Consumers have an ever-expanding set of choices for social-networking, and Twitter, Instagram and Pinterest are finding a niche among different demographic subsets, according to new research from the Pew Research Center's Internet & American Life Project.
The study, an expansion of a similar study on Twitter in 2010, queried 1,802 people on their cell phones and land lines over the course of a month late last year.
Here are seven takeaways.
Black users over-index on Twitter.
Twenty-six percent of black internet users surveyed said they used Twitter, compared to 14% of white users and 19% of Hispanics. (In 2010, Pew reported that 13% of black internet users, 5% of white users and 18% of Hispanics were using on Twitter.)
Blacks and Latinos also over-index on Instagram.
Twenty-three and 18% of black and Latino internet users respectively use Instagram, compared to 11% of whites.
Pinterest is the whitest social platform.
Eighteen percent of white internet users are on Pinterest, compared to 8% of blacks and 10% of Hispanics.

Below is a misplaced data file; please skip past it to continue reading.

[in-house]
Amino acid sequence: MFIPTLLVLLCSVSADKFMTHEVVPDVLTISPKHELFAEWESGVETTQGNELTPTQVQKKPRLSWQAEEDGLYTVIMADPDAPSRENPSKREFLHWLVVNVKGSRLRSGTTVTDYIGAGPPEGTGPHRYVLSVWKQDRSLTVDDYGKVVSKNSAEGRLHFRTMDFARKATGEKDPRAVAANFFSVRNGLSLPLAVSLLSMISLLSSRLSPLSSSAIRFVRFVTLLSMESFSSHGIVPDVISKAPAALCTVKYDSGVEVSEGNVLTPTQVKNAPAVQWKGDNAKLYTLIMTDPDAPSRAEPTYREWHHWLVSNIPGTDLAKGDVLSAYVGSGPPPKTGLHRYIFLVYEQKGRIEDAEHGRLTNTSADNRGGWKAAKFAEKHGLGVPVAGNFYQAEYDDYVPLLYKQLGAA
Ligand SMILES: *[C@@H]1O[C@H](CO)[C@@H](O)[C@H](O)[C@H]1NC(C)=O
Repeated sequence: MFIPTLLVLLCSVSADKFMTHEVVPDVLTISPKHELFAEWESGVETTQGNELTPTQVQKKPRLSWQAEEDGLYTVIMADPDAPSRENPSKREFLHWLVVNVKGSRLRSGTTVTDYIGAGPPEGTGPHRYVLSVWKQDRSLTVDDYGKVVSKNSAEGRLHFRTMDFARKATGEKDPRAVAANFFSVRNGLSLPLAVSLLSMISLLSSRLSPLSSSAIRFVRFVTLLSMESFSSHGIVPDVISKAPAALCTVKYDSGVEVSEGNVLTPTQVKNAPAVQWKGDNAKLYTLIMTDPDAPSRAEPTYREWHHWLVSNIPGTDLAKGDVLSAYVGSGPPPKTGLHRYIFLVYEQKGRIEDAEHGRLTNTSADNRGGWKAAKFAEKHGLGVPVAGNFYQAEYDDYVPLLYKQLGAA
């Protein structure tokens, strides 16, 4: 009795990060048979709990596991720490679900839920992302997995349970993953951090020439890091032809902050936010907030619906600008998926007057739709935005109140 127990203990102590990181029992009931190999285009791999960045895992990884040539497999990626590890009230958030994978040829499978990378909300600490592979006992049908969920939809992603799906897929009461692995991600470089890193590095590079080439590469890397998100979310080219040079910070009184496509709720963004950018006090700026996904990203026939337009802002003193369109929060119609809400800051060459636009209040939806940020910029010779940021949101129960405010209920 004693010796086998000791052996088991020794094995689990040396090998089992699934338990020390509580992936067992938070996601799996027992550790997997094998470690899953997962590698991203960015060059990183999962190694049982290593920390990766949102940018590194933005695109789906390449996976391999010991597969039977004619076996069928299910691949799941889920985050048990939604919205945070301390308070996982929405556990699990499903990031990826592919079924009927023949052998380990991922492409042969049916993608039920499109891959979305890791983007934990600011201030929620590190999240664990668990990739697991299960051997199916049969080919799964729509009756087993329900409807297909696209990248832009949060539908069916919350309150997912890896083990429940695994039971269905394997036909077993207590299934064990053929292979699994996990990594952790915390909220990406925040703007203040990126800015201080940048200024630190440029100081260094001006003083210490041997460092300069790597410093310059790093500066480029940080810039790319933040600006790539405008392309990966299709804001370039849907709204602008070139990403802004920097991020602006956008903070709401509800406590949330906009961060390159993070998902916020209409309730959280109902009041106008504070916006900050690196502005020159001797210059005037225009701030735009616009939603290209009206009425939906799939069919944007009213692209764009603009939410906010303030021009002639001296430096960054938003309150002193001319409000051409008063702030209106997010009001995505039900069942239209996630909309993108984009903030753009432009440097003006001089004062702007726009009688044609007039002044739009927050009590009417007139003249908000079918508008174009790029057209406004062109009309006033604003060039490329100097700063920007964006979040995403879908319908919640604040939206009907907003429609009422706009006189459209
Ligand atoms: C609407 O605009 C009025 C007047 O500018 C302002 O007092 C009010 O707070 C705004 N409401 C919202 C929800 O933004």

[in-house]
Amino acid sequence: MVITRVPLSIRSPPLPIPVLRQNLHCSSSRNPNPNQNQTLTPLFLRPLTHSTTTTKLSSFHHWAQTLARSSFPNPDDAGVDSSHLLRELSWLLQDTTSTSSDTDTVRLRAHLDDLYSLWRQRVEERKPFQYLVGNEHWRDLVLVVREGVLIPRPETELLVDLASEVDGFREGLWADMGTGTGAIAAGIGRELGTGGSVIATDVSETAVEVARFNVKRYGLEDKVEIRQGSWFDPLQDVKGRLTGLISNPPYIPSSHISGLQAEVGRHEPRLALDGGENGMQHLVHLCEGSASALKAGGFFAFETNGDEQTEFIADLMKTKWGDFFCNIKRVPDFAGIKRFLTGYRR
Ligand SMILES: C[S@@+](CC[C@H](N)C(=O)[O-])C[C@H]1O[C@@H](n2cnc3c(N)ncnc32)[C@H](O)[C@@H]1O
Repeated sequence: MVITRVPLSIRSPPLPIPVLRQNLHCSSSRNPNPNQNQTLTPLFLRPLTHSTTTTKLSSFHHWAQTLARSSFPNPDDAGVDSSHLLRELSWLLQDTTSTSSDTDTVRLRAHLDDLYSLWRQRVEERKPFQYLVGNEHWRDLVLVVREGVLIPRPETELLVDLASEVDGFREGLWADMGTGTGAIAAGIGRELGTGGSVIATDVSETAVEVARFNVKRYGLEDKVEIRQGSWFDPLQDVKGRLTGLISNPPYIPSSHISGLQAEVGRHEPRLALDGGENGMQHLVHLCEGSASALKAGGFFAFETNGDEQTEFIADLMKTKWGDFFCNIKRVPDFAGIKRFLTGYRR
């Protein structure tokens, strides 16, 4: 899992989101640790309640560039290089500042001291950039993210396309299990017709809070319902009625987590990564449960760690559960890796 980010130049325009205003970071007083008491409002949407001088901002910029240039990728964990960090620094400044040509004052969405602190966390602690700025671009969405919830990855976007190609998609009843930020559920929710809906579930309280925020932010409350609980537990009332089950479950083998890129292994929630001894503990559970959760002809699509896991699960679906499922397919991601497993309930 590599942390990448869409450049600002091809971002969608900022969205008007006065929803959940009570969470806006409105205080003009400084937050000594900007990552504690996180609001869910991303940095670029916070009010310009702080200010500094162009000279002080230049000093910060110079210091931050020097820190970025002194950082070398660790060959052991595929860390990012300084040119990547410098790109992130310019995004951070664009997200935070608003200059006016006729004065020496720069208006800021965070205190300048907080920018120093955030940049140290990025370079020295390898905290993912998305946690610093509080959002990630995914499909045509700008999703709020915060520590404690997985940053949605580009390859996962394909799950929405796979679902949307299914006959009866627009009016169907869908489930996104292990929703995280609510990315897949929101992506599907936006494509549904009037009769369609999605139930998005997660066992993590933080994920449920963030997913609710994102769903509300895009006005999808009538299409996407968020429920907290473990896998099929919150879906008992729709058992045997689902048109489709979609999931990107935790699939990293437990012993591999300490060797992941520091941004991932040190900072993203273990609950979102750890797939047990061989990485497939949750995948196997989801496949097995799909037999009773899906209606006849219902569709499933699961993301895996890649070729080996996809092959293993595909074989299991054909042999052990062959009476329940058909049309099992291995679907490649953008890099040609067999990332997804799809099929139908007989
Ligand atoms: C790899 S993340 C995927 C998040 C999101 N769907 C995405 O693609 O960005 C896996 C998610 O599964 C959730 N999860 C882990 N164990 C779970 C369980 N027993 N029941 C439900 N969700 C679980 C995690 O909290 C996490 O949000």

Twitter is most popular among urban-dwellers.
Twenty percent of people living in urban areas use Twitter, compared to 14% in the suburbs and 12% in rural areas.
Pinterest is more popular among better-off people.
Twenty-three percent of people with household income between $50,000 and $74,999 use Pinterest, as well as 18% of people who make more than that. Just 10% of people who make under $30,000 use it.
Instagram has become much more popular than Tumblr.
Tumblr has been around since 2007, but just 6% of people surveyed use it. Thirteen percent use Instagram.
Facebook is used by everyone everywhere -- even senior citizens.
Thirty-five percent of people 65 and older use Facebook.
The IWNY festival is an annual celebration of technology's impact on business and culture. This year's festivities will take place from May 19-25 and will attract more than 45,000 business professionals, working across all sectors, attending 250+ events produced in the IWNY HQ and 150+ organized by citywide event partners.Learn more